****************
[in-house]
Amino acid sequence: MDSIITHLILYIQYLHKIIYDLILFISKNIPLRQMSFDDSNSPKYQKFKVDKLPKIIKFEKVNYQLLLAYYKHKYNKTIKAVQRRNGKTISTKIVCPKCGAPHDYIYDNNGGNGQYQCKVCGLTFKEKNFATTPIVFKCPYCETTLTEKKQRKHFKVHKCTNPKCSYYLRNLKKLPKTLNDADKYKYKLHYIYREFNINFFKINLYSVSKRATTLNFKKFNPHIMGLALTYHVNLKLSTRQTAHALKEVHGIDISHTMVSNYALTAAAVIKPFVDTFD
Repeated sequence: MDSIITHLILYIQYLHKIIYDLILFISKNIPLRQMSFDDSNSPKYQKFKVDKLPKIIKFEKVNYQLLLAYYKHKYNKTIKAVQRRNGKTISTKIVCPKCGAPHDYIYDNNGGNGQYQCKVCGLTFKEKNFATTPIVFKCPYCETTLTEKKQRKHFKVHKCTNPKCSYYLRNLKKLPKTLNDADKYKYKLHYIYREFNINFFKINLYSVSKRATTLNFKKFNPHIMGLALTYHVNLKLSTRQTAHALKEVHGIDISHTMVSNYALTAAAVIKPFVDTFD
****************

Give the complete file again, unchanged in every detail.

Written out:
[in-house]
Amino acid sequence: MDSIITHLILYIQYLHKIIYDLILFISKNIPLRQMSFDDSNSPKYQKFKVDKLPKIIKFEKVNYQLLLAYYKHKYNKTIKAVQRRNGKTISTKIVCPKCGAPHDYIYDNNGGNGQYQCKVCGLTFKEKNFATTPIVFKCPYCETTLTEKKQRKHFKVHKCTNPKCSYYLRNLKKLPKTLNDADKYKYKLHYIYREFNINFFKINLYSVSKRATTLNFKKFNPHIMGLALTYHVNLKLSTRQTAHALKEVHGIDISHTMVSNYALTAAAVIKPFVDTFD
Repeated sequence: MDSIITHLILYIQYLHKIIYDLILFISKNIPLRQMSFDDSNSPKYQKFKVDKLPKIIKFEKVNYQLLLAYYKHKYNKTIKAVQRRNGKTISTKIVCPKCGAPHDYIYDNNGGNGQYQCKVCGLTFKEKNFATTPIVFKCPYCETTLTEKKQRKHFKVHKCTNPKCSYYLRNLKKLPKTLNDADKYKYKLHYIYREFNINFFKINLYSVSKRATTLNFKKFNPHIMGLALTYHVNLKLSTRQTAHALKEVHGIDISHTMVSNYALTAAAVIKPFVDTFD